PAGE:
Skip to content

RUCARES 2nd annual autism research conference set for tomorrow

The Rutgers University Center for Autism Research, Education and Services (RUCARES) will hold a research conference in the Busch Student Center tomorrow. – Photo by Rutgers University Student Centers and Activities / Twitter

The Rutgers University Center for Autism Research, Education and Services (RUCARES) will hold its second annual conference tomorrow in the Busch Student Center, according to the event’s program.

The first conference, which was held last year, sought to bring together Rutgers community members interested in autism, including researchers, clinicians and individuals with autism, according to Brian Greer, the assistant director of RUCARES.

“RUCARES coordinates and fosters basic and clinical research focused on diagnosing and supporting individuals with autism,” he said. “The symposium supports this mission.”

He said the RUCARES conference will discuss clinical research and community-engagement initiatives regarding autism. Greer said the event will be similarly formatted to last year’s symposium, but he expects increased attendance.

Wayne Fisher, director of RUCARES, said the process of planning the conference began in the summer, and a planning committee met to deliberate the event’s date, venue and keynote speaker.

In early September, the event’s save the dates were sent out, along with requests for research abstracts, he said. Later in the month, registration for the event was opened.

Fisher said the conference will include seven presentations by Rutgers researchers, 30 autism research posters and keynote speaker Kristen Brennand, the Elizabeth Mears and House Jameson Professor of Psychiatry at Yale University.

Brennand, who started her research laboratory in 2012, said her work initially involved taking skin cells from individuals with and without schizophrenia and transforming them into brain cells for comparison.

Currently, her laboratory uses stem cell research and genomic engineering to analyze factors behind brain disease and then use these findings to create clinical work, she said.

Brennand said during the conference she will discuss using human-induced pluripotent stem cells and genetic engineering to better understand how disease risk variants within the brain interact with each other. She said that she hopes this keynote address will offer an opportunity to share her work with other researchers and patient advocates and that collaboration is important.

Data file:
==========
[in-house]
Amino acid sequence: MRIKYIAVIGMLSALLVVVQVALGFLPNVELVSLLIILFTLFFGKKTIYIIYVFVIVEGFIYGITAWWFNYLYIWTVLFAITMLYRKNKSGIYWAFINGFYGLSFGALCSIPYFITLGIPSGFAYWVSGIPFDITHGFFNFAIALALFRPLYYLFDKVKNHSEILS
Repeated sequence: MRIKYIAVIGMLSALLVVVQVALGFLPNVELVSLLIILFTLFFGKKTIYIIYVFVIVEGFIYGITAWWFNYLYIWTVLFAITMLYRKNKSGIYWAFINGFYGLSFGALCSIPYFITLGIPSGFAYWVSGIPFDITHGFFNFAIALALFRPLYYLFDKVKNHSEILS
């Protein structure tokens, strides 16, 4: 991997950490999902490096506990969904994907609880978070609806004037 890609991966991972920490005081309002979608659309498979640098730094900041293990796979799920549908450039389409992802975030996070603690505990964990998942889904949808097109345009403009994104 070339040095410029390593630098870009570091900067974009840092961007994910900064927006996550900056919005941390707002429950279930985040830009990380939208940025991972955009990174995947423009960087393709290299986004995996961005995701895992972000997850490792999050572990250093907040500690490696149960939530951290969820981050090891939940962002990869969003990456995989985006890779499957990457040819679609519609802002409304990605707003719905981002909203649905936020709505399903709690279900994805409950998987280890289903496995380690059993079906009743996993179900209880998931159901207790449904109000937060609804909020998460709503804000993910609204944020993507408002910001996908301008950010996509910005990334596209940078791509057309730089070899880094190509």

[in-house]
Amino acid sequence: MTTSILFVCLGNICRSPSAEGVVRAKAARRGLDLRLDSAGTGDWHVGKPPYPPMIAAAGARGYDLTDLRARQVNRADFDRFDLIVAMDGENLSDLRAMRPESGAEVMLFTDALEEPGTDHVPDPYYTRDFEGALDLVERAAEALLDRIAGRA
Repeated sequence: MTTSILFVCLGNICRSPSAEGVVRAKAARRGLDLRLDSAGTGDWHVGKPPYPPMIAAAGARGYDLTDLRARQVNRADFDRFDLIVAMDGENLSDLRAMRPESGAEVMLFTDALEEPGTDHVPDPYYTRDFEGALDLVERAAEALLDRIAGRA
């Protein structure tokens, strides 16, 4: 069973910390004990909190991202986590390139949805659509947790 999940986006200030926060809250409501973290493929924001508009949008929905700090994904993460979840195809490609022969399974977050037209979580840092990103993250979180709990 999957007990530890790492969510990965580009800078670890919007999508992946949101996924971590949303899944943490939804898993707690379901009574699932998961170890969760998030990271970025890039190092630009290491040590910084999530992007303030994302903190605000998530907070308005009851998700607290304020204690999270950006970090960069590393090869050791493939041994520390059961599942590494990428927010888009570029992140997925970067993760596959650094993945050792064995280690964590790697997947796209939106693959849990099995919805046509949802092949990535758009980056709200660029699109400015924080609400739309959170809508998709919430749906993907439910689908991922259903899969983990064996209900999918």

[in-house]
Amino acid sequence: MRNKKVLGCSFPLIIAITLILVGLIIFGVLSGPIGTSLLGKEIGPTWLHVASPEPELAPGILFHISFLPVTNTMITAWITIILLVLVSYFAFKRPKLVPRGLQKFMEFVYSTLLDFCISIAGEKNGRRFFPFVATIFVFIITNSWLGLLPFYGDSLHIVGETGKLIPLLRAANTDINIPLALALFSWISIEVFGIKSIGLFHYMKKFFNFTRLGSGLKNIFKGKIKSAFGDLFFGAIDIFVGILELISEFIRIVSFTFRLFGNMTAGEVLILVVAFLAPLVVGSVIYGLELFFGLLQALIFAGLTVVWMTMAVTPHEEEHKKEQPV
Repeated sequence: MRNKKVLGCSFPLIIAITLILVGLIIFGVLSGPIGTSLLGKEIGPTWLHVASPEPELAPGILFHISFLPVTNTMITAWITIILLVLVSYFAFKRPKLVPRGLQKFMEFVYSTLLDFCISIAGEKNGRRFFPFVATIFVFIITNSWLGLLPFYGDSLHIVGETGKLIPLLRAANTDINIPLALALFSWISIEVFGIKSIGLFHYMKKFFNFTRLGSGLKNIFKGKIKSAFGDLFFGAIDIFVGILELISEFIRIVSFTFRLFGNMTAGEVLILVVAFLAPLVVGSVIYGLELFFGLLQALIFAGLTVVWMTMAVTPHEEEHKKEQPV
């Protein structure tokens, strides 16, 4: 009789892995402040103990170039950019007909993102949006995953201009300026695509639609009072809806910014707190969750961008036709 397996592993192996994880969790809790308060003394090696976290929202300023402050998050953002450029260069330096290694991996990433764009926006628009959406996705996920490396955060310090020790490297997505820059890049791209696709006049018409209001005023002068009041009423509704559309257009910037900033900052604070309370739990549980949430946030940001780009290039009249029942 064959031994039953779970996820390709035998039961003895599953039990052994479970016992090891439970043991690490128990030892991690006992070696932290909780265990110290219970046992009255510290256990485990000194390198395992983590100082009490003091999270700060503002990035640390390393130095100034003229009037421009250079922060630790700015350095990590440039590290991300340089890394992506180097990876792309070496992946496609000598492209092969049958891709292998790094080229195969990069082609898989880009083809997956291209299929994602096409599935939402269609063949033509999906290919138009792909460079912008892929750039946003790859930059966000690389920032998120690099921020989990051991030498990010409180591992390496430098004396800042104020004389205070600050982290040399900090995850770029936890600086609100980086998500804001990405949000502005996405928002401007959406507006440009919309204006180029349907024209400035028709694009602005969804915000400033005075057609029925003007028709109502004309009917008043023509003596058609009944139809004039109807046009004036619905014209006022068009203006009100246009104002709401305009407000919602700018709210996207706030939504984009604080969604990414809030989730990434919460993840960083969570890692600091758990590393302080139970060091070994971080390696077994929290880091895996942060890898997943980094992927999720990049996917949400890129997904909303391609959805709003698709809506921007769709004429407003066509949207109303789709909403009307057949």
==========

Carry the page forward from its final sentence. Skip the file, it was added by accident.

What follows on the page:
“All of our research is done in collaboration,” Brennand said. “Together we find ways to better tackle the toughest problems in biomedical research.”

She also said she recognized Rutgers as a leader in autism research, a sentiment echoed by Fisher. He said the University has a rich history of research, clinical work and training regarding autism. But Fisher said Rutgers’ autism initiatives are fairly decentralized and isolated from one another, which RUCARES aims to stop.

“The mission of RUCARES is to facilitate communication and collaboration amongst autism researchers, educators and clinicians at Rutgers to improve the lives of persons with autism and their families,” he said. “The conference is one way for Rutgers researchers to get together and share data and information on their current programs and to discuss possible avenues for future collaborations.”

Fisher said the first annual conference, held in October 2021, had approximately 50 attendees as it only invited autism researchers and clinicians from Rutgers and Children’s Specialized Hospital (CSH) in New Brunswick.

He said that this year, the conference will be open to any individuals interested in autism, especially members of the University community and employees at CSH. He expects approximately 100 to 120 attendees.

The Office for Research at Rutgers is a sponsor for this event and other events like it that encourage collaboration between not only researchers but also students, said Michael E. Zwick, senior vice president for research.

Partnering with academic and research leaders like RUCARES is part of the efforts made to provide the resources necessary to better the lives of people both in the community and around the world, Zwick said.

Related Articles


Join our newsletterSubscribe